1. Genetic variation within and among foundation plant species is known to affect arthropod, plant and soil microbial communities. We hypothesized that the same would be expected for pathogen communities, which have typically been studied only as individual pathogen species.
2. In a common garden in Utah, USA, we first tested how genetic differences within and among Populus angustifolia, P. fremontii and their interspecific hybrid P. × hinckleyana affect a fungal leaf pathogen community. Next, we tested how Populus genetic differences at the level of species and hybrids affect fungal leaf pathogen communities in the wild, specifically in a natural Populus hybridization zone (13 river km) and throughout the larger Weber River watershed (150 river km).
3. In the common garden, genetic variation both within and among Populus species and hybrids significantly affected the structure (i.e. species abundances and composition) of pathogen communities. In the wild, genetic variation among Populus species and hybrids also significantly affected pathogen communities, though not as strongly as was found in the common garden environment. Stand-level density of the susceptible Populus species most strongly affected the structure of pathogen communities in the hybrid zone.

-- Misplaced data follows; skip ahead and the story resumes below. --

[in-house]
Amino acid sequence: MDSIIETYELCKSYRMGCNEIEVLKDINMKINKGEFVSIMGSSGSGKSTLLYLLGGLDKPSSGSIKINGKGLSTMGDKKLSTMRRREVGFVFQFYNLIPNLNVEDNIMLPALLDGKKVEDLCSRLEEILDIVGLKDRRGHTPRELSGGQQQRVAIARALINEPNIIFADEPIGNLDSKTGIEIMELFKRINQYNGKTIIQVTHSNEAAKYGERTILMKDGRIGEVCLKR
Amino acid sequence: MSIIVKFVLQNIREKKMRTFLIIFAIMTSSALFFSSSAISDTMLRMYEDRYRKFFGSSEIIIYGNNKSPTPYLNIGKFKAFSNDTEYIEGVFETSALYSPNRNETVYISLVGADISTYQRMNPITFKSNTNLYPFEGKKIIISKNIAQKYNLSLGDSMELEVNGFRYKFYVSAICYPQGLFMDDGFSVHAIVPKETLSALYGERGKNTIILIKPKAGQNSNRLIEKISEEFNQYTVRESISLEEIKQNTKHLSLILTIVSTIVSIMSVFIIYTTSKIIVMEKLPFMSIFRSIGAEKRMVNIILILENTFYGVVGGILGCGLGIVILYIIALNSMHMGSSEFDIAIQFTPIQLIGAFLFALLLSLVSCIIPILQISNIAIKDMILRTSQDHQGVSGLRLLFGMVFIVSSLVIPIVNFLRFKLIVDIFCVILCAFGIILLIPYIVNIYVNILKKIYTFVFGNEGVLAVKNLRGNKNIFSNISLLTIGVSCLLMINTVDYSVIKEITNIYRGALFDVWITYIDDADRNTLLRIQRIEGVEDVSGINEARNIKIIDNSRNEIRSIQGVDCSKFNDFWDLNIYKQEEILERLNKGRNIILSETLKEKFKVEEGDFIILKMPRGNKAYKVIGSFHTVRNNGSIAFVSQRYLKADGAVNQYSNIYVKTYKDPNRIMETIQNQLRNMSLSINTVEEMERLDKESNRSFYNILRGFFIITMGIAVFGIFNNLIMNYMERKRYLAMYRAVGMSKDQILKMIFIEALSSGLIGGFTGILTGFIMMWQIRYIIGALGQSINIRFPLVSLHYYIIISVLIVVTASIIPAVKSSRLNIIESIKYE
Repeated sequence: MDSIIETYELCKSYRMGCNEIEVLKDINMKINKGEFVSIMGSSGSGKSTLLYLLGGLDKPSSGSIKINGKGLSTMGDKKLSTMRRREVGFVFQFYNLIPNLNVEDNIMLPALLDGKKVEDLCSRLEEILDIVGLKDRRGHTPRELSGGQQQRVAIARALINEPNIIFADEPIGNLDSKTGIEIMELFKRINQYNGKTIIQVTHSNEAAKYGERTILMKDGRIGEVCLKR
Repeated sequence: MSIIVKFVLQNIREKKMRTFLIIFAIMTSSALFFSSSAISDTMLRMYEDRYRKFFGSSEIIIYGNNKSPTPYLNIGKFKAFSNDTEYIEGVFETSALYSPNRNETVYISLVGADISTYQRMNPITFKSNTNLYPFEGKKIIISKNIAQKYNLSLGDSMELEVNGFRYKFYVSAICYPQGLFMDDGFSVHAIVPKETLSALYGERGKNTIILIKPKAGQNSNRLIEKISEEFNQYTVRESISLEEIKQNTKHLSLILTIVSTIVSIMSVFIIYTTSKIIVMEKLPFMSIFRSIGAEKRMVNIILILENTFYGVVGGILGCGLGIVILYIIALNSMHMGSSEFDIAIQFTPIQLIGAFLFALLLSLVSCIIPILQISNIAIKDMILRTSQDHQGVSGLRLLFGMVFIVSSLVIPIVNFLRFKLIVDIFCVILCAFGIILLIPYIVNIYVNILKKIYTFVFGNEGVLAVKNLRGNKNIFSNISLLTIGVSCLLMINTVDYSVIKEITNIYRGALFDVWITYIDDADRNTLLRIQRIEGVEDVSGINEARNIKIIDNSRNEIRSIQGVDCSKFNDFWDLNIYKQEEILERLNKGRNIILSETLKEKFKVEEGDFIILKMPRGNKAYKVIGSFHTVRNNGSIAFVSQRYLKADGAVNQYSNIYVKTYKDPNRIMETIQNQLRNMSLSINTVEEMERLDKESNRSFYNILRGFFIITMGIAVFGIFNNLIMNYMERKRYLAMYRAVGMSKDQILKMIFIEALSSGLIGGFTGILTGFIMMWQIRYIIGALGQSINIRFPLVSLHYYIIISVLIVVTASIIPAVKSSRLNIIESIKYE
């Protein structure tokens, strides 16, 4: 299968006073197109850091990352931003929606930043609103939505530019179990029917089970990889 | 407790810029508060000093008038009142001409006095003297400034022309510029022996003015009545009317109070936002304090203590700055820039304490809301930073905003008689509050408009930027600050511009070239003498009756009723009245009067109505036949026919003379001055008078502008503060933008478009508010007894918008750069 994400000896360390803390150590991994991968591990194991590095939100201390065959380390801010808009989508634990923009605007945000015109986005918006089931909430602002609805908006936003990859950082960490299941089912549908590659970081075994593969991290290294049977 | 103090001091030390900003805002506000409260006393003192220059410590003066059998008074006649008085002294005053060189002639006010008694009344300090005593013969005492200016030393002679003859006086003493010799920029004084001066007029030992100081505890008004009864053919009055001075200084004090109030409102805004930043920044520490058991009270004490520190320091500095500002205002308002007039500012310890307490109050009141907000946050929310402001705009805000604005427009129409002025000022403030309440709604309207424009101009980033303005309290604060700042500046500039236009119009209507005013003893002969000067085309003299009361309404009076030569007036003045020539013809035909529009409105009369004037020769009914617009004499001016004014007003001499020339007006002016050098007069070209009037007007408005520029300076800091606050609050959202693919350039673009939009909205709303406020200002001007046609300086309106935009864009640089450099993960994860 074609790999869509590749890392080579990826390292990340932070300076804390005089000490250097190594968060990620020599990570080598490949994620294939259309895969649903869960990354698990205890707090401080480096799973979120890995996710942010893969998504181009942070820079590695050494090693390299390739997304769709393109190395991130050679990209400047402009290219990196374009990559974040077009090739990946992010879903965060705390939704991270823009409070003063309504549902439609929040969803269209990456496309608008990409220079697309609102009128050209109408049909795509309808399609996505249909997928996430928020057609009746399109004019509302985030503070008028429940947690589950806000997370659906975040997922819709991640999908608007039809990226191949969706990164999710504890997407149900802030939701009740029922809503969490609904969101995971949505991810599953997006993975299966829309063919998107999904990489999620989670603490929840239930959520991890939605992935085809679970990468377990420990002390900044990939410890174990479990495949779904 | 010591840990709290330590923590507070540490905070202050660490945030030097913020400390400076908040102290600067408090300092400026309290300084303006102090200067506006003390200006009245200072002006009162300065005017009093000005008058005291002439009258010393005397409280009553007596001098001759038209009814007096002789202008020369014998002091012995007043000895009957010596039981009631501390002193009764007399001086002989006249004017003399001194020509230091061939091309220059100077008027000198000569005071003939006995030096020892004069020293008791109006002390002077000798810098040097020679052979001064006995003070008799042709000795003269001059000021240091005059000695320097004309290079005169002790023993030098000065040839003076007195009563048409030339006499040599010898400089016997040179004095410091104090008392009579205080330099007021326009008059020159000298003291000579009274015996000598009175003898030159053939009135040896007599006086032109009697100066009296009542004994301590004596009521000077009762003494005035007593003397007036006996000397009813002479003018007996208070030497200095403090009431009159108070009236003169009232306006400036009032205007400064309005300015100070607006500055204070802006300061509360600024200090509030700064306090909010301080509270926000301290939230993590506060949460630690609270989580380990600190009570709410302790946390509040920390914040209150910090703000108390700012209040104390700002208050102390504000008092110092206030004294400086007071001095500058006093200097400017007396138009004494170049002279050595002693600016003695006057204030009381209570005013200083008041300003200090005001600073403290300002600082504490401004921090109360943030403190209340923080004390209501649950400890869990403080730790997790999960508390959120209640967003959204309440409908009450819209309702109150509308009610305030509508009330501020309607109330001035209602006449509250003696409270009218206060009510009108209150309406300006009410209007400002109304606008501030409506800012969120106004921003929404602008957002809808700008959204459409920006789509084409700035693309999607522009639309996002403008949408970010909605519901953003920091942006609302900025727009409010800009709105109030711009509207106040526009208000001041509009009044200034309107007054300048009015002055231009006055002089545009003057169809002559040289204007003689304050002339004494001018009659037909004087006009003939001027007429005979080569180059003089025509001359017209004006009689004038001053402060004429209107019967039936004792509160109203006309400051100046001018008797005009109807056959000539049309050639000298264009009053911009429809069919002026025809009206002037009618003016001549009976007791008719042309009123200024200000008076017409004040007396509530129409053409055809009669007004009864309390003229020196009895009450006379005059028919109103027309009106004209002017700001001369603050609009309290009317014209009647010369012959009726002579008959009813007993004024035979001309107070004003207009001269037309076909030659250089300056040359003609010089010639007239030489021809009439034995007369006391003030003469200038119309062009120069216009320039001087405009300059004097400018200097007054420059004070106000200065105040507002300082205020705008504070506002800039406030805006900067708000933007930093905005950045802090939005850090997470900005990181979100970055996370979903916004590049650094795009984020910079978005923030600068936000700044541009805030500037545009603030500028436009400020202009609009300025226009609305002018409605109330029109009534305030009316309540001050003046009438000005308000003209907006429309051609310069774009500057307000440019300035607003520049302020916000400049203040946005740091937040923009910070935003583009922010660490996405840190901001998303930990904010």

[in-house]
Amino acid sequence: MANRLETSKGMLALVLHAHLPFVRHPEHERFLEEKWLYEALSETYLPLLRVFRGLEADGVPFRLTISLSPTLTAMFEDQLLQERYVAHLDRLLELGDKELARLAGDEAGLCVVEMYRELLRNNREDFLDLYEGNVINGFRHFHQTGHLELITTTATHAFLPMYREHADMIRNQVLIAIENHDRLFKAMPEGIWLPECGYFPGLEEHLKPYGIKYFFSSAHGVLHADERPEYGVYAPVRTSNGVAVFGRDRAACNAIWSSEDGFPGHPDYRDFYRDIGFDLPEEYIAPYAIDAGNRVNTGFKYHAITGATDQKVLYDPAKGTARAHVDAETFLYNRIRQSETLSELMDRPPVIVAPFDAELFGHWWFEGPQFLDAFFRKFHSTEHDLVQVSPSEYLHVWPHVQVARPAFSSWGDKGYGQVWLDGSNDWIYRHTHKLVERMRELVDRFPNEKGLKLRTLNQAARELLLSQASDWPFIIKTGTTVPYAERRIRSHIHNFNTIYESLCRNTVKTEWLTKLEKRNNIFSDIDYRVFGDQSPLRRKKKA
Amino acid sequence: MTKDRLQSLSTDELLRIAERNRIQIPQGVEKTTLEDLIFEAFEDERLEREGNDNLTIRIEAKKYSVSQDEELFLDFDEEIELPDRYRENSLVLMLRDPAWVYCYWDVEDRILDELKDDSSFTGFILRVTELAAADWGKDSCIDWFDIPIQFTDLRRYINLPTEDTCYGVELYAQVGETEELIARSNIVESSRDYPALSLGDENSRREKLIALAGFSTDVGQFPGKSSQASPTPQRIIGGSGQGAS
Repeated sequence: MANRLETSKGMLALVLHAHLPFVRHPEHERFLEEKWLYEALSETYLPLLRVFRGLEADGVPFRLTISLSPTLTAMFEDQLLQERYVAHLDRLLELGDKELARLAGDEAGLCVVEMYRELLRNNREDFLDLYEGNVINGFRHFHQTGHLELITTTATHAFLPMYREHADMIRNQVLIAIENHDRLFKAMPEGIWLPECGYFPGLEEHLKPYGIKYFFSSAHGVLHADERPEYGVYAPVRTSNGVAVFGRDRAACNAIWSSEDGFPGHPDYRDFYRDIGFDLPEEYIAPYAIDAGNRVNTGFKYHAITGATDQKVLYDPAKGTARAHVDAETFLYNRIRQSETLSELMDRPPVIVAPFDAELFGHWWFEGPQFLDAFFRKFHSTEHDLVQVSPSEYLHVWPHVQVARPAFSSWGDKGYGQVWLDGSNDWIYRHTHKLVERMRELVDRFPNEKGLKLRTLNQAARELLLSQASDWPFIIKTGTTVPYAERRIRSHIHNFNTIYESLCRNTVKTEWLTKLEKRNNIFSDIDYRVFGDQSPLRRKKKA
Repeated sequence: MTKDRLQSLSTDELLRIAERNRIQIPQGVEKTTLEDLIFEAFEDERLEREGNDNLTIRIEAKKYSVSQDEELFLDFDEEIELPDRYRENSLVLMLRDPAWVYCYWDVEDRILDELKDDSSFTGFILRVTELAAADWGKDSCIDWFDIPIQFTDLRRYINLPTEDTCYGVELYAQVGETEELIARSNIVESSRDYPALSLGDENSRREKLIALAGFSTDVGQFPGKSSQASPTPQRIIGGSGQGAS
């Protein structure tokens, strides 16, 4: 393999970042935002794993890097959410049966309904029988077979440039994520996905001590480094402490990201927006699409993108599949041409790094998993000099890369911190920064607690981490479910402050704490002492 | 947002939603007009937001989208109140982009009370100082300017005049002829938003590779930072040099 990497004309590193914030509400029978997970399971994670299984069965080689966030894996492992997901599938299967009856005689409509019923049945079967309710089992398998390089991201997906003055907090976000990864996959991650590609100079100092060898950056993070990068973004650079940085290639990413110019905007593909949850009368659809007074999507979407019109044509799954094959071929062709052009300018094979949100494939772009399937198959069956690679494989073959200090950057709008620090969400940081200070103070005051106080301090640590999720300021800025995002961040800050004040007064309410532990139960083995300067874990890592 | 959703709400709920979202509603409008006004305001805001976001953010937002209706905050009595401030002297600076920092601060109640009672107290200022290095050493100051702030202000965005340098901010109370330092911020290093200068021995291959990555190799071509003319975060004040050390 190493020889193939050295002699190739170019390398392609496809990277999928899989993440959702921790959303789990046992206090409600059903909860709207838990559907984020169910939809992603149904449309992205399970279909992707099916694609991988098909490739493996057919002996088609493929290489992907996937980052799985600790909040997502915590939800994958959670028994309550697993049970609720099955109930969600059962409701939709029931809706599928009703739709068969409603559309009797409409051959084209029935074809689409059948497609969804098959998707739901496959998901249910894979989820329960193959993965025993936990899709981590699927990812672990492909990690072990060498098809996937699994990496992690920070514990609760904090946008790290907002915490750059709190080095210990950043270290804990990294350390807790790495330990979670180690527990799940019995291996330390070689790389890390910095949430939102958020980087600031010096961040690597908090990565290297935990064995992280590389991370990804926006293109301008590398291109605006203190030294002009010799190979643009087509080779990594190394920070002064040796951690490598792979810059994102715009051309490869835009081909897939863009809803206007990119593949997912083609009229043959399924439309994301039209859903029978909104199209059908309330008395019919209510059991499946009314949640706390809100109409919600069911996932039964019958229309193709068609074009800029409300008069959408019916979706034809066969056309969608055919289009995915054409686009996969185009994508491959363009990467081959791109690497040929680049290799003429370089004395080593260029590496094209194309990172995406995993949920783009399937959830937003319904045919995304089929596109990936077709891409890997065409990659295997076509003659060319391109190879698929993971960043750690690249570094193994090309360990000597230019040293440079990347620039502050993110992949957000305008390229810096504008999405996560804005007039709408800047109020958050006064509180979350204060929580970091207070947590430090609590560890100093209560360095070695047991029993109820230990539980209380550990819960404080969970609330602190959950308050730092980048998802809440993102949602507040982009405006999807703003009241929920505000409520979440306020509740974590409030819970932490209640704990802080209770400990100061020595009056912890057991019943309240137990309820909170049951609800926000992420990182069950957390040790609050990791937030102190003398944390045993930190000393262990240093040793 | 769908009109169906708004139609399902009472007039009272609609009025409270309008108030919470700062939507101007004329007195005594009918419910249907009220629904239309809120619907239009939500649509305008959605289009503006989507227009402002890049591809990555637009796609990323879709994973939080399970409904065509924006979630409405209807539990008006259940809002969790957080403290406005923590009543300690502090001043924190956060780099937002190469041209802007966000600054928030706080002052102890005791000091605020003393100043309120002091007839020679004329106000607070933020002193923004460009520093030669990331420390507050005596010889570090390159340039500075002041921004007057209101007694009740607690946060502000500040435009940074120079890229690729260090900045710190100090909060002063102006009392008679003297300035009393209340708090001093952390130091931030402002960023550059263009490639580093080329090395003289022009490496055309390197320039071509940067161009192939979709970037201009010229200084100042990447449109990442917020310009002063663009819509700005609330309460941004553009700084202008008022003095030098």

4. Synthesis. Plant species and genotypic variation can affect the local and geographic distribution of pathogen communities in a similar fashion as other diverse organisms (e.g. arthropods, plants, soil microbes), both within a relatively controlled common garden environment and in the wild.